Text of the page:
5. 1. Word choice past history; mix together; original source; advance planning; globular in shape; more preferable than; seem to appear; for a period of two days; the work will be completed in the not-too-distant future; The reaction rate was examined and found to vary considerably; The results would seem to indicate the possibility that impurities might be present; As far as my own experiments are concerned, they show…; It has been found that … ; It is interesting to note that … (del); Needless to say, … (del).

  6. b. Use one word to replace a phrase Many popular expressions can be expressed as a single word, or are better omitted altogether. For example, At this point of time Now The reason was because Because In view of the fact that Because Was observed to be Was In the near future Soon In most cases Mostly It would appear that Delete Is suggestive of Suggests As to whether Whether In the vicinity of Near It was evident that Evidently In the event that If (should)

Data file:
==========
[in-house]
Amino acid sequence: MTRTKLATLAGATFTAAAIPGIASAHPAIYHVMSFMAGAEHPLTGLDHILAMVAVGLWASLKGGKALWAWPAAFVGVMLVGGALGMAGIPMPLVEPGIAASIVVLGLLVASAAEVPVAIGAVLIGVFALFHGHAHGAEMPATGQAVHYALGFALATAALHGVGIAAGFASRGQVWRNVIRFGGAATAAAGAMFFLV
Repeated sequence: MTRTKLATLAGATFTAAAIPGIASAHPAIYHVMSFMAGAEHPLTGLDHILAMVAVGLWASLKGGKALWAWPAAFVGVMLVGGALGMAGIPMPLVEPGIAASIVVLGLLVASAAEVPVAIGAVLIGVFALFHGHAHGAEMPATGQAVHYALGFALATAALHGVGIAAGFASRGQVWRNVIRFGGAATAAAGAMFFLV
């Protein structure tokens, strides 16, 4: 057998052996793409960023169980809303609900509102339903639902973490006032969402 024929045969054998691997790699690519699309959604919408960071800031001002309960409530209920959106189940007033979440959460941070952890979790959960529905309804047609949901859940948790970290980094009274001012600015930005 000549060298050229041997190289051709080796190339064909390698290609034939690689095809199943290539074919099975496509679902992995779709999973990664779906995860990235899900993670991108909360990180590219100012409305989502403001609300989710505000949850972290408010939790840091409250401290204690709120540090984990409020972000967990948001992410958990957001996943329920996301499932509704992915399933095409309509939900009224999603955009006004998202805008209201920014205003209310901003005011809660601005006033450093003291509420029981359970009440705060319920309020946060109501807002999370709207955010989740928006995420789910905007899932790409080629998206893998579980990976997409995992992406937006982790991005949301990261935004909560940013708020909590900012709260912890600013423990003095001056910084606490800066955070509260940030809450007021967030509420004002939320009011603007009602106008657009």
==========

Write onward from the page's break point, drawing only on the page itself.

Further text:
7. c. Avoid grandiloquence or grandiose phrasing The word grandiloquence is itself grandiose. It implies a pompous style that impresses no one and provokes ridicule. Conciseness and clarity should apply to scientific writing. Compare the following sentences: Computations were conducted on the data - The data were calculated. It may seem reasonable to suggest that the necrotic effect may possibly due to toxins - Necrosis may be caused by toxins. In studies pertaining to identification of phenolic derivatives, drying of the paper gives less satisfactory visualization - Phenolic derivatives are easier to see if the paper is left wet. A method, which was found to be expedient and not very difficult to accomplish and which possessed a high degree of accuracy on the results, was devised whereby …. - An easy, accurate way to …